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Teeny Tiny Microcopter Deploys to Afghanistan With British Troops

Black Hornet is an itty bitty nanocopter designed for personal reconnaissance

2 min read
Teeny Tiny Microcopter Deploys to Afghanistan With British Troops

It's hard to tell how tiny this helicopter is from the above pic. But it's damn tiny. It's only four inches long (about 10 centimeters), and weighs just 16 grams, but will happily carry a pan-and-tilt camera that streams video back to a base station. It's called the Black Hornet, and it's . . . adorable.

In a military with an emphasis on big expensive robots like predator drones and PackBots, we're starting to see a different trend towards much smaller and slightly less expensive (but still quite expensive) robots designed for individual soldiers to use whenever they need them. No need to spend time calling in some sort of big fancy aerial remote sensing platform: you can just toss out your own personal recon bot, like so:

The robot is controlled with that handy little thumb joystick thingy, while you watch the video feed it sends back on a tablet. It self-stabilizes to make the flying easier, and there are autopilot modes including GPS waypoint navigation, hover and stare, and pre-programmed search patterns. The Black Hornet is nearly silent, has a range of 1000 meters, can fly for 25 minutes, and can go from pocket to flying in under 60 seconds.

When, at some point, every single soldier has personal robots like these to perform reconnaissance before putting themselves in danger, it's going to make a big difference. Heck, it's already making a difference to British units in Afghanistan:

Black Hornet is definitely adding value, especially considering the lightweight nature of it. We use it to look for insurgent firing points and check out exposed areas of the ground before crossing, which is a real asset. It is very easy to operate and offers amazing capability to the guys on the ground.

Black Hornet is a serious military robot, but we can't help but point out how much it looks like existing toys that you can buy for under $100. It's much more intelligent, of course, but at the same time, it's not that much more intelligent or complicated, and it's not a stretch to imagine a consumer version of this thing showing up in a few years. Just promise us you won't use it for anything nefarious, okay?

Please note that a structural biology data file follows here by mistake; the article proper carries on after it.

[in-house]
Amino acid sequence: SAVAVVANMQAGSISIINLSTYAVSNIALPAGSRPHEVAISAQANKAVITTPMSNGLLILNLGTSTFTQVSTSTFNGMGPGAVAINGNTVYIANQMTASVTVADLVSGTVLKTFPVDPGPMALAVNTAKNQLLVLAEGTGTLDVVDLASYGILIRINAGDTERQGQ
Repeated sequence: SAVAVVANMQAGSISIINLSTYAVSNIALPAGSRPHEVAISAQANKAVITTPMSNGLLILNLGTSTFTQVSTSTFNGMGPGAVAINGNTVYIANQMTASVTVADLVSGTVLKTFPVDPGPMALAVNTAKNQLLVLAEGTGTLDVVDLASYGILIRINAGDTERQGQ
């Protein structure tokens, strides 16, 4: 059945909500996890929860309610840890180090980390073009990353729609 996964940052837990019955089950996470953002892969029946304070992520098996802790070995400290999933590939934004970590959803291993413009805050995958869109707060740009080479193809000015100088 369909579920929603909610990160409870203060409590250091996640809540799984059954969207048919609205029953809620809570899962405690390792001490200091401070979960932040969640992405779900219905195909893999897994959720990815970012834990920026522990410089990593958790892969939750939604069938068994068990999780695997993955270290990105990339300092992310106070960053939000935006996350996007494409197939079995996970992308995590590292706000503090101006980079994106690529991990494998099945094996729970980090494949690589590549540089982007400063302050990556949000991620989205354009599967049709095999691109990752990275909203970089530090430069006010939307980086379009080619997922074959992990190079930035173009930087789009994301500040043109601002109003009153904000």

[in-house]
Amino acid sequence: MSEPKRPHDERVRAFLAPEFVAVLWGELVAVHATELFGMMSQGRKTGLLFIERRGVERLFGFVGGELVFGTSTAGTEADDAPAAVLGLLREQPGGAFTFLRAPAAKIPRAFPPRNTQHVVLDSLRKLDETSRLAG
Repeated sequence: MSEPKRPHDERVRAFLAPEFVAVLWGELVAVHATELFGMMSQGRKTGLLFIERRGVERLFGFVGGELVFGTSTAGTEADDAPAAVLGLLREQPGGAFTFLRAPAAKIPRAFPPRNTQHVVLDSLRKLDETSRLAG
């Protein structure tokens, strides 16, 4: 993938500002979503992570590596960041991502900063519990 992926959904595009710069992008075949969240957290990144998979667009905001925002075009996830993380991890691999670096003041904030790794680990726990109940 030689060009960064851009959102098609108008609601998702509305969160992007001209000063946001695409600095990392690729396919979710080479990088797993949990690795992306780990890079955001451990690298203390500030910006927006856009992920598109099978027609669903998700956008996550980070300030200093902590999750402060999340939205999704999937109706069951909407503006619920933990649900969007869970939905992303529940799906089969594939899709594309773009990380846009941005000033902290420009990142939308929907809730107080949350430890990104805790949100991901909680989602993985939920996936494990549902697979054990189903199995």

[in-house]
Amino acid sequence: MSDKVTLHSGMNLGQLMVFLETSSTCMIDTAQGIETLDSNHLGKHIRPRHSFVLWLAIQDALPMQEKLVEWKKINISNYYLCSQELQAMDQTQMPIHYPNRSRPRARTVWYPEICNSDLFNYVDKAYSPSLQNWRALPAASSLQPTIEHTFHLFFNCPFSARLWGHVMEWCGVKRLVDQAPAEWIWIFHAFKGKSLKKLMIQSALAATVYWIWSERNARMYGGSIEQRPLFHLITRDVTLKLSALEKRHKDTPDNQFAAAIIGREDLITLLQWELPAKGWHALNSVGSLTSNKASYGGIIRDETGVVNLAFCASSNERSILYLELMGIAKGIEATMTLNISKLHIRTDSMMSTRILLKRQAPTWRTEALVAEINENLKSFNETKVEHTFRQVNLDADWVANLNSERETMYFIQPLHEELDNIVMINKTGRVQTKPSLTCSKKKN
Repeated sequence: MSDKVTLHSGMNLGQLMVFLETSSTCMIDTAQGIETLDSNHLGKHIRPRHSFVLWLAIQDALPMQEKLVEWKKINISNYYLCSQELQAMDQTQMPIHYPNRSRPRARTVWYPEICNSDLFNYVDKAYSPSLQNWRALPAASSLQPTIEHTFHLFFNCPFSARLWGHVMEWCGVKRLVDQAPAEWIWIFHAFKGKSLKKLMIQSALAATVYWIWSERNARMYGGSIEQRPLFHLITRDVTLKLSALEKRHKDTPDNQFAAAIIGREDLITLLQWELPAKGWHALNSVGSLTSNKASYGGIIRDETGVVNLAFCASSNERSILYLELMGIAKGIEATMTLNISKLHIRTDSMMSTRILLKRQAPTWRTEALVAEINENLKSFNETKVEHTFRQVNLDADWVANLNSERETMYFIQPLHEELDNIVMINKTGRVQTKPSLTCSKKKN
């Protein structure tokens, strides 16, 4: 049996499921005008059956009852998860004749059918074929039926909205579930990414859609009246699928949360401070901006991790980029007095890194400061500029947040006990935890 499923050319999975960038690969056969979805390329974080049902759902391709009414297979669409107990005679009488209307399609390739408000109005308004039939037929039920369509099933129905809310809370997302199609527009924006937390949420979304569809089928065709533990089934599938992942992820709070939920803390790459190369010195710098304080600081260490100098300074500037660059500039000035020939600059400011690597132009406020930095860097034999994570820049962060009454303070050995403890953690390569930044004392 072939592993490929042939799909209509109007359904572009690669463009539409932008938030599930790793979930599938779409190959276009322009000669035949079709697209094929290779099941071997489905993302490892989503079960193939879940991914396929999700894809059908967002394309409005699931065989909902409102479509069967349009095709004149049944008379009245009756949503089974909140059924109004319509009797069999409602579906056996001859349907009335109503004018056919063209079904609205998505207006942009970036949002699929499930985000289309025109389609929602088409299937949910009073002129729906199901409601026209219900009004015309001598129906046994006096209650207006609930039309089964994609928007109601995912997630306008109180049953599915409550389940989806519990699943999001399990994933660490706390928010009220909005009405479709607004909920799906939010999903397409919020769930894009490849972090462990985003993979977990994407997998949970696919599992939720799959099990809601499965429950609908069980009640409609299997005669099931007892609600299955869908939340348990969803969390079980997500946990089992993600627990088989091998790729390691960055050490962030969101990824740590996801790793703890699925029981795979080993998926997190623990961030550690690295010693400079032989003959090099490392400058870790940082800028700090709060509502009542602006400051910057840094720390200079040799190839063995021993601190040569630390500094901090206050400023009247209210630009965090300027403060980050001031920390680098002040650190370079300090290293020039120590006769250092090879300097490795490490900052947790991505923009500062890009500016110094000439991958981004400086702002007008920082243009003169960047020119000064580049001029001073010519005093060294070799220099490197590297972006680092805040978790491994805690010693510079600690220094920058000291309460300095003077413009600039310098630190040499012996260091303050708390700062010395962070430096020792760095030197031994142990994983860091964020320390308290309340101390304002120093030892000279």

[ Prox Dynamics ] via [ UK MOD ] and [ Sky News ]

Images via TU

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The Bionic-Hand Arms Race

The prosthetics industry is too focused on high-tech limbs that are complicated, costly, and often impractical

12 min read
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A photograph of a young woman with brown eyes and neck length hair dyed rose gold sits at a white table. In one hand she holds a carbon fiber robotic arm and hand. Her other arm ends near her elbow. Her short sleeve shirt has a pattern on it of illustrated hands.

The author, Britt Young, holding her Ottobock bebionic bionic arm.

Gabriela Hasbun. Makeup: Maria Nguyen for MAC cosmetics; Hair: Joan Laqui for Living Proof
DarkGray

In Jules Verne’s 1865 novel From the Earth to the Moon, members of the fictitious Baltimore Gun Club, all disabled Civil War veterans, restlessly search for a new enemy to conquer. They had spent the war innovating new, deadlier weaponry. By the war’s end, with “not quite one arm between four persons, and exactly two legs between six,” these self-taught amputee-weaponsmiths decide to repurpose their skills toward a new projectile: a rocket ship.

The story of the Baltimore Gun Club propelling themselves to the moon is about the extraordinary masculine power of the veteran, who doesn’t simply “overcome” his disability; he derives power and ambition from it. Their “crutches, wooden legs, artificial arms, steel hooks, caoutchouc [rubber] jaws, silver craniums [and] platinum noses” don’t play leading roles in their personalities—they are merely tools on their bodies. These piecemeal men are unlikely crusaders of invention with an even more unlikely mission. And yet who better to design the next great leap in technology than men remade by technology themselves?

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